Blog #4: Freedom within "The Bubble"
Jeremy Thompson (left) as Brutus, Gilberto Saenz as Metellus, Isabella Abel-Suarez as Cinna, and Daria Pilar Redus as Cassius in the Utah Shakespeare Festival educational production of Julius Caesar.
By Daria Pilar Redus
Editor’s Note: This is the fourth and final in a series of blog posts from actor Daria Pilar Redus. She appeared at the Festival in 2018 inBig RiverandThe Greenshowand this year is playing Sarah inRagtimeand Kate inThe Pirates of Penzance*. She is also the recipient of the Festival’s 2021 Michael and Jan Finlayson Acting Award.*
In March of 2020, I was on the first national tour of The SpongeBob Musical experiencing so much artistic fulfillment while traveling to countless theatres around the country. It was a dream come true. Then, the pandemic canceled almost every show nationwide. With that chapter closed, I enjoyed my time at home with my family and watched an absurd number of movies with an even more absurd amount of snacks. It felt like a little vacation at first, but then the itch to work slowly crept back in. I left my parents’ home in Ohio and moved back into my apartment in New York City. Being in the city again made that itch even itchier, and I became desperate to find something that could cheer my heart back up. Right on cue, and completely out of the blue, I received a phone call with a Cedar City area code that would shape the next nine months of my life.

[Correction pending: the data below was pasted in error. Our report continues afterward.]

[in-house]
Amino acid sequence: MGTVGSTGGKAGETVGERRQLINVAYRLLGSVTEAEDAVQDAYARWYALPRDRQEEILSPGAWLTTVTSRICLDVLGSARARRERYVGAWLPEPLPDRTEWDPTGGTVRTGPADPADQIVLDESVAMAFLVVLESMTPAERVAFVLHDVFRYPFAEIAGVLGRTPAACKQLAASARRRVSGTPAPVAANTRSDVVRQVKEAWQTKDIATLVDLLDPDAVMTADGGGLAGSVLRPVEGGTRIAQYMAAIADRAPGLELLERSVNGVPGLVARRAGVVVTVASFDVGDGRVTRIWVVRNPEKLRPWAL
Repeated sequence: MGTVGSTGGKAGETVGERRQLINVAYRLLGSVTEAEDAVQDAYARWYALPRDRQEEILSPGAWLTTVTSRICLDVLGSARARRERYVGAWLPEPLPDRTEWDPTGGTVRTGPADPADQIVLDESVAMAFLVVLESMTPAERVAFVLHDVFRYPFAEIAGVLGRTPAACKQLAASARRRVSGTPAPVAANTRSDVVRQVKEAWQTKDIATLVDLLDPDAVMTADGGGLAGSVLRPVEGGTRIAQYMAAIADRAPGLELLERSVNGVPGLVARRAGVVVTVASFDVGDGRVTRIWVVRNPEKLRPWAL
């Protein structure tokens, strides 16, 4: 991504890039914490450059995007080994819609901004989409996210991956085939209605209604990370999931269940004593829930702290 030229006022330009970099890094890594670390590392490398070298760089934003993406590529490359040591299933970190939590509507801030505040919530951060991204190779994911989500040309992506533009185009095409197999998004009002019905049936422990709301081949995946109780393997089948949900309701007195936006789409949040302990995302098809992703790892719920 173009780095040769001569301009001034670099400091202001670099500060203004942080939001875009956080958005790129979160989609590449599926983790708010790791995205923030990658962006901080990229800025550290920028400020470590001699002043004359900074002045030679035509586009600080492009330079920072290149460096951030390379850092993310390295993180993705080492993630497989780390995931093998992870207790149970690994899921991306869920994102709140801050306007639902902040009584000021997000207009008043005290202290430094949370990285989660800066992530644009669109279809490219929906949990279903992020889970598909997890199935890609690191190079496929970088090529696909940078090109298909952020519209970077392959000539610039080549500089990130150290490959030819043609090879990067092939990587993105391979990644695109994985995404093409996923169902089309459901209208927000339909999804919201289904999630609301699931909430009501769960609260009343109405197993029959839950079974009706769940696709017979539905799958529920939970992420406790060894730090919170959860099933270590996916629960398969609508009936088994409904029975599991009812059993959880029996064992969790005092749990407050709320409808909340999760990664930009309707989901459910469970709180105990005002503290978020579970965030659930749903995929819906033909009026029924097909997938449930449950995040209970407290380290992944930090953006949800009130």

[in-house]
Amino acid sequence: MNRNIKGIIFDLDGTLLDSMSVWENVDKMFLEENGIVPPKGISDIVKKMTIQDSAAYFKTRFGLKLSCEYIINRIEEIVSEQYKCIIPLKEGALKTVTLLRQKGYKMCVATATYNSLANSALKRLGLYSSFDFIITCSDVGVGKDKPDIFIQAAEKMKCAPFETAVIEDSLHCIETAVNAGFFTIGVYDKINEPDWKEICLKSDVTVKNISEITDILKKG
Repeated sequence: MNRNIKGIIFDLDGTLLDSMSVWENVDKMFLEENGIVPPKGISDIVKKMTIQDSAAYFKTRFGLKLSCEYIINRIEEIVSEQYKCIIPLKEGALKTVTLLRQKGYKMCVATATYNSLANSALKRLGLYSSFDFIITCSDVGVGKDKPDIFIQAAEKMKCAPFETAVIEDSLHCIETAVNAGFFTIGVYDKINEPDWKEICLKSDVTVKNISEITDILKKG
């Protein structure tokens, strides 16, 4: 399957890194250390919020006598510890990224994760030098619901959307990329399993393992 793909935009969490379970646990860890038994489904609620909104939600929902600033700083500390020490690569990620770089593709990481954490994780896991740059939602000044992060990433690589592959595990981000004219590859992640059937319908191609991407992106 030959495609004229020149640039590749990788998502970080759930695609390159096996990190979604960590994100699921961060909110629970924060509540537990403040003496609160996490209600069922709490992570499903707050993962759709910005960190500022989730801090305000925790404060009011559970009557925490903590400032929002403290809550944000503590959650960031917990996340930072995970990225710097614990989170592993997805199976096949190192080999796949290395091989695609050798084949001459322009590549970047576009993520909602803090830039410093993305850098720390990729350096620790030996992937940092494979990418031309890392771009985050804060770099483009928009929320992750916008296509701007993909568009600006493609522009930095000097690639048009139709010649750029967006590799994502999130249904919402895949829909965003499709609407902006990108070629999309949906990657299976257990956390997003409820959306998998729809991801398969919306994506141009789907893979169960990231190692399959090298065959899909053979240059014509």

This random phone call came with an offer to be in Julius Caesar as Cassius in the Utah Shakespeare Festival’s upcoming Covid-conscious “tour.” I couldn’t believe it. They remembered me? How can this brilliant director that I’ve never met trust me with this massive role? The Festival had never even seen me perform any Shakespeare. All of these head scratchers, combined with the fact that the mountains of Utah are where I have always been my absolute happiest, made this opportunity feel like a godsend. He knew that not only did I need to be back at my favorite place in the world, but I needed to work on material that would make the fire inside me to tell stories again hotter than ever. And that is exactly what happened.
Rehearsing and performing Julius Caesar was more fulfilling than I even prayed for it to be. The entire month-long process was done in a Covid-safe “bubble.” It began with Zoom rehearsals, and we eventually moved into the Anes Theatre, but were still isolated from everyone else inside and outside of the Festival. We wore masks at all times. The isolation and masks may lead you to believe that we felt trapped. But, the freedom and liberation we felt in getting to work again with an amazingly talented team, even under these new and odd circumstances, was stronger than any of the obstacles that stood in the way of making the process feel “normal.” I clung onto every second of that experience, but it ended too soon. Three weeks of rehearsals and two filmed runs of the show, no audience—it was a tease. I wanted more, I craved more. Then, well . . . fast forward to the Festival’s 2021 summer season. Here we are.
I’m so grateful. This Festival gave me my first professional job out of college. This Festival gave me my first job after the pandemic. This Festival gave me a dream role that I still can’t believe I’m getting the chance to play. I just hope that I’ve given it as much as it’s given me.